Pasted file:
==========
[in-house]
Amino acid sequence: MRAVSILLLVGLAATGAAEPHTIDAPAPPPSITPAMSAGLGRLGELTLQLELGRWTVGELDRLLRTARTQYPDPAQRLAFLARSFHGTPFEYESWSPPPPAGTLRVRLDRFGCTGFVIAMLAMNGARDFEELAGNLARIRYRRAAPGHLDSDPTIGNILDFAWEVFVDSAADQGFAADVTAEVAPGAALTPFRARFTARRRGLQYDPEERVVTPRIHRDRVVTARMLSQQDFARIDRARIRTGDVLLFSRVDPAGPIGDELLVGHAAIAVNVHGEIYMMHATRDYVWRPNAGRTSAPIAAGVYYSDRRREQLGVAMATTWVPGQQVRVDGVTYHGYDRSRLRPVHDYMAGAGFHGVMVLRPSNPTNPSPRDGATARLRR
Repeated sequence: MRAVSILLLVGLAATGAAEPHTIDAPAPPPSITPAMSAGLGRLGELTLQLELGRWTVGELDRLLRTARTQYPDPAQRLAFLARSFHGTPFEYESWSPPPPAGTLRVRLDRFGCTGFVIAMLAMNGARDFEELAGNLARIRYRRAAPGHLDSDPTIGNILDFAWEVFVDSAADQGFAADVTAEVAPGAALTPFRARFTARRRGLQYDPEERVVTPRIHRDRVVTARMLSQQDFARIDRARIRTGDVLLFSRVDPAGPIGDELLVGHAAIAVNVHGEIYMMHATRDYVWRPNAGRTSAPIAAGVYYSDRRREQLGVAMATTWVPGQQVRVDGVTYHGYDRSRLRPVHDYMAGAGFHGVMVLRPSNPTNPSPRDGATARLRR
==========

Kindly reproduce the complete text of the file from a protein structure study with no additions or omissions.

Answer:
[in-house]
Amino acid sequence: MRAVSILLLVGLAATGAAEPHTIDAPAPPPSITPAMSAGLGRLGELTLQLELGRWTVGELDRLLRTARTQYPDPAQRLAFLARSFHGTPFEYESWSPPPPAGTLRVRLDRFGCTGFVIAMLAMNGARDFEELAGNLARIRYRRAAPGHLDSDPTIGNILDFAWEVFVDSAADQGFAADVTAEVAPGAALTPFRARFTARRRGLQYDPEERVVTPRIHRDRVVTARMLSQQDFARIDRARIRTGDVLLFSRVDPAGPIGDELLVGHAAIAVNVHGEIYMMHATRDYVWRPNAGRTSAPIAAGVYYSDRRREQLGVAMATTWVPGQQVRVDGVTYHGYDRSRLRPVHDYMAGAGFHGVMVLRPSNPTNPSPRDGATARLRR
Repeated sequence: MRAVSILLLVGLAATGAAEPHTIDAPAPPPSITPAMSAGLGRLGELTLQLELGRWTVGELDRLLRTARTQYPDPAQRLAFLARSFHGTPFEYESWSPPPPAGTLRVRLDRFGCTGFVIAMLAMNGARDFEELAGNLARIRYRRAAPGHLDSDPTIGNILDFAWEVFVDSAADQGFAADVTAEVAPGAALTPFRARFTARRRGLQYDPEERVVTPRIHRDRVVTARMLSQQDFARIDRARIRTGDVLLFSRVDPAGPIGDELLVGHAAIAVNVHGEIYMMHATRDYVWRPNAGRTSAPIAAGVYYSDRRREQLGVAMATTWVPGQQVRVDGVTYHGYDRSRLRPVHDYMAGAGFHGVMVLRPSNPTNPSPRDGATARLRR